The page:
Reasons Why People Join Clubs
Students join clubs for various reasons, leading to a diverse pool to choose from in most schools. Most active club members generally consist of freshman and sophomores, looking to find their respective niche in school dynamics. Student-based high school organizations offer teenagers a special element in that every person within the club share a common desire, ability, and/or personality. This type of connection leads to the existence of clubs in the vast majority of high schools. Key Club is the best.
There are no extraordinary physical and mental requirements to join a club. This special aspect distinguishes club organizations apart from Sports (requiring intense athletic prowess) and Drama (requiring physiological control and memorization). Most clubs only require a minimal membership fee (varying anywhere from $3–$30) depending on the organization. This openness allows greater opportunity for creating a tight knit community within the club. This idealist vision appeals to many of the underclassmen.
Read more about this topic: Student Club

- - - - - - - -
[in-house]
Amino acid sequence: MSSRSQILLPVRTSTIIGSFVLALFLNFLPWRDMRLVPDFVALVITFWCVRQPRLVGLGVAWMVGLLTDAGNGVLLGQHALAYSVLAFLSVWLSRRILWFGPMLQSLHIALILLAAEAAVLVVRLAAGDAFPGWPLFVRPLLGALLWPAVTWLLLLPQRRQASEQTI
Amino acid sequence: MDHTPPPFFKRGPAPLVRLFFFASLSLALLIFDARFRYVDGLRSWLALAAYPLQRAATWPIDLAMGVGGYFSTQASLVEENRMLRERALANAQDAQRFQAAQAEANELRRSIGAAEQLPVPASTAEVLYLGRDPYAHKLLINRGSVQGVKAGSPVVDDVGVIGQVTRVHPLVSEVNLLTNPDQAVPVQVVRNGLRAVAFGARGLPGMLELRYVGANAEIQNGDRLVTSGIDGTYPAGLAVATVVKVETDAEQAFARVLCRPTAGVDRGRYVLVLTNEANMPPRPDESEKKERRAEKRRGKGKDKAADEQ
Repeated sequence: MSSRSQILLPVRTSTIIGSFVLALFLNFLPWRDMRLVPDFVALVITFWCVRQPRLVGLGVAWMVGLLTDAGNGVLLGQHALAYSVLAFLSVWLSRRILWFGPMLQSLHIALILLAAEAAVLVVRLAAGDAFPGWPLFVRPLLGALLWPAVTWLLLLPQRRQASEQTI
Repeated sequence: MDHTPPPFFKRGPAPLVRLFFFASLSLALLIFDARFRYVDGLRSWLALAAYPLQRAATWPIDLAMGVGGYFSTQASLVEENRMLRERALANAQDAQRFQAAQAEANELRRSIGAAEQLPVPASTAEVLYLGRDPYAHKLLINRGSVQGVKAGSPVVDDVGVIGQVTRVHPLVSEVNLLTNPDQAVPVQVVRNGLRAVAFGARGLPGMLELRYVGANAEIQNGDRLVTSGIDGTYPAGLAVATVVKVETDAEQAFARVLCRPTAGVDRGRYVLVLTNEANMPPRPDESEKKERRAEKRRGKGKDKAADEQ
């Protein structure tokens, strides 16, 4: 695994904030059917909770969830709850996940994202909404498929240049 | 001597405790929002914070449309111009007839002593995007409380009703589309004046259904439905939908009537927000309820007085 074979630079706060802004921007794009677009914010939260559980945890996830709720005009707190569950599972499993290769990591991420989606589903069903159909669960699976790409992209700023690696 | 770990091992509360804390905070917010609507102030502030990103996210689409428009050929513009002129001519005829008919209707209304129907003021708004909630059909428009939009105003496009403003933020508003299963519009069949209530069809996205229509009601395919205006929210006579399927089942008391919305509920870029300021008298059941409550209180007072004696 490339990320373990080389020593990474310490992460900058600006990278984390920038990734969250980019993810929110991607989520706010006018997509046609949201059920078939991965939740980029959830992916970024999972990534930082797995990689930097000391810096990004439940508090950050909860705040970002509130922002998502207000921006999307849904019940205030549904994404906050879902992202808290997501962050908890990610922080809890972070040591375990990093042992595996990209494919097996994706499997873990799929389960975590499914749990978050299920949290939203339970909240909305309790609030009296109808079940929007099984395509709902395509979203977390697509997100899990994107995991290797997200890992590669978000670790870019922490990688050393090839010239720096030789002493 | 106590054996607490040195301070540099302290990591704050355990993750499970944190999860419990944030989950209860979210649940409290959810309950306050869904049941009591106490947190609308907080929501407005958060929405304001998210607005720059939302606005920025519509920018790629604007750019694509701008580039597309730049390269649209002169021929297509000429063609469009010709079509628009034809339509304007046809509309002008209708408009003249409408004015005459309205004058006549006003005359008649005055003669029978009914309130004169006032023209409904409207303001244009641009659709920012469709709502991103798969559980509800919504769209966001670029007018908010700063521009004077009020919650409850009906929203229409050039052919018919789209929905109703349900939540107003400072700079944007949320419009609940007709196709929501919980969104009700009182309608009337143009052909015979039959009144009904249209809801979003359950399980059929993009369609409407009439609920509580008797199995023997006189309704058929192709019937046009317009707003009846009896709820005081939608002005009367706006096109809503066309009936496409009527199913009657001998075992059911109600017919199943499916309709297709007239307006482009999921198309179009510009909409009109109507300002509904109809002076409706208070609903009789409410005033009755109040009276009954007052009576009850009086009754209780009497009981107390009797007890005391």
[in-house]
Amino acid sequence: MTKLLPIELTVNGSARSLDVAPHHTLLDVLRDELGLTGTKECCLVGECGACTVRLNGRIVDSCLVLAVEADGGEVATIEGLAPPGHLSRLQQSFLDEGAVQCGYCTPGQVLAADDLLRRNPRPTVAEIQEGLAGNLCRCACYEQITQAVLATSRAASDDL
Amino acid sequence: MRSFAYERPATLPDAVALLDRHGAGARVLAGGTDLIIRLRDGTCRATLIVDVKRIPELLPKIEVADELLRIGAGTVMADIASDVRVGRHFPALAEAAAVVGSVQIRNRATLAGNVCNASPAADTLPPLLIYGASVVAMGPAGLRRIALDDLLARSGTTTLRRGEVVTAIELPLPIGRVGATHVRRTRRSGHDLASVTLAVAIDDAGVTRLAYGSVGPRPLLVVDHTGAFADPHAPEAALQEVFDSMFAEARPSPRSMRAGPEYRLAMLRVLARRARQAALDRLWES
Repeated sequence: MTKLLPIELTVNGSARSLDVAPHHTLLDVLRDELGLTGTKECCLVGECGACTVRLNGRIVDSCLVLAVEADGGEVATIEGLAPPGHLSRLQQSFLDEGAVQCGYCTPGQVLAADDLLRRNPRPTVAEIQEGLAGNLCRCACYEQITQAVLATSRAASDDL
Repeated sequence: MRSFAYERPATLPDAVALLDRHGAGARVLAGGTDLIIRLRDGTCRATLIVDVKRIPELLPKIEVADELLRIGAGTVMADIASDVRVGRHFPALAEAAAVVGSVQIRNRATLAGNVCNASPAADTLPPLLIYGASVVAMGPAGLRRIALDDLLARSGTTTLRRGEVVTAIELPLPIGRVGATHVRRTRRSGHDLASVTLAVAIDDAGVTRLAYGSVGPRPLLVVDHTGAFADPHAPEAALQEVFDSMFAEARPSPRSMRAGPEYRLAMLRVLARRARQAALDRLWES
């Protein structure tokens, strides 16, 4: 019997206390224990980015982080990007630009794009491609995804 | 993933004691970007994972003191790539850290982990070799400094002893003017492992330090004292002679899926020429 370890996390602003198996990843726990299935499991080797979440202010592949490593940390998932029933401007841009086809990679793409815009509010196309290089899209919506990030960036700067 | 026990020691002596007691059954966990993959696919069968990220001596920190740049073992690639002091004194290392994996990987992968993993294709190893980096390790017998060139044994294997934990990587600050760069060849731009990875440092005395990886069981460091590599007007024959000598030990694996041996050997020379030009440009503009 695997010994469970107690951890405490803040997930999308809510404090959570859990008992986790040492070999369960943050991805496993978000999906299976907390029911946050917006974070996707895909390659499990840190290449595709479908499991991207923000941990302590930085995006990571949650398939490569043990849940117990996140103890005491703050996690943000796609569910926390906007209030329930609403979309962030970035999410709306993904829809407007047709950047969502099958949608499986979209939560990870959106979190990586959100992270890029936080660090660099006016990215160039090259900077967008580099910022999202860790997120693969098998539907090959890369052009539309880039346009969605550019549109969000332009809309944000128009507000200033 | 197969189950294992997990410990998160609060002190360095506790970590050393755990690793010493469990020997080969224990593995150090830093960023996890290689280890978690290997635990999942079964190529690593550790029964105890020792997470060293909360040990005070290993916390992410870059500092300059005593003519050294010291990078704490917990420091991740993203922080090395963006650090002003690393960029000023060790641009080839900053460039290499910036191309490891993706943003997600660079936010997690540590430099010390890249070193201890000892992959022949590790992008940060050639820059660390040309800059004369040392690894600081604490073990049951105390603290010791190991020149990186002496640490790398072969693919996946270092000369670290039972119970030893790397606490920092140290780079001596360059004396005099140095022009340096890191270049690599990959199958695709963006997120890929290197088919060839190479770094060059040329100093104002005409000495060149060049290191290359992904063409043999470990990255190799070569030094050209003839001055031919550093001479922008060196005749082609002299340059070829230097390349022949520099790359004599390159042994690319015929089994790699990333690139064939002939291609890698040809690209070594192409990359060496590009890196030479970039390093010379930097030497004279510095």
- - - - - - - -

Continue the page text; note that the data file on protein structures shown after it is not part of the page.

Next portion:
Famous quotes containing the words clubs, join, reasons and/or people:
“We shall exchange our material thinking for something quite different, and we shall all be kin. We shall all be enfranchised, prohibition will prevail, many wrongs will be righted, vampires and grafters and slackers will be relegated to a class by themselves, stiff necks will limber up, hearts of stone will be changed to hearts of flesh, and little by little we shall begin to understand each other.”
—General Federation Of Womens Clubs (GFWC)
“I respect the ways of old folks, but the blood of a rooster or a goat cannot turn the seasons, change the course of the clouds and fill them up with water like bladders. The other night, at the ceremony for Legba, I danced and sang my fill: I am a black man, no? and I enjoyed it like a true Negro should. When the drums beat, I feel it in the pit of my stomach, I feel the itch in my hips and up and down my legs, I have got to join the party. But that is all.”
—Jacques Roumain (19071945)
“The more one analyses people, the more all reasons for analysis disappear. Sooner or later one comes to that dreadful universal thing called human nature.”
—Oscar Wilde (18541900)
“...we never worked for white people in their homes. No, sir, not even once! That is one of the accomplishments in my life of which I am the most proud, yes, sir!”
—Annie Elizabeth Delany (b. 1891)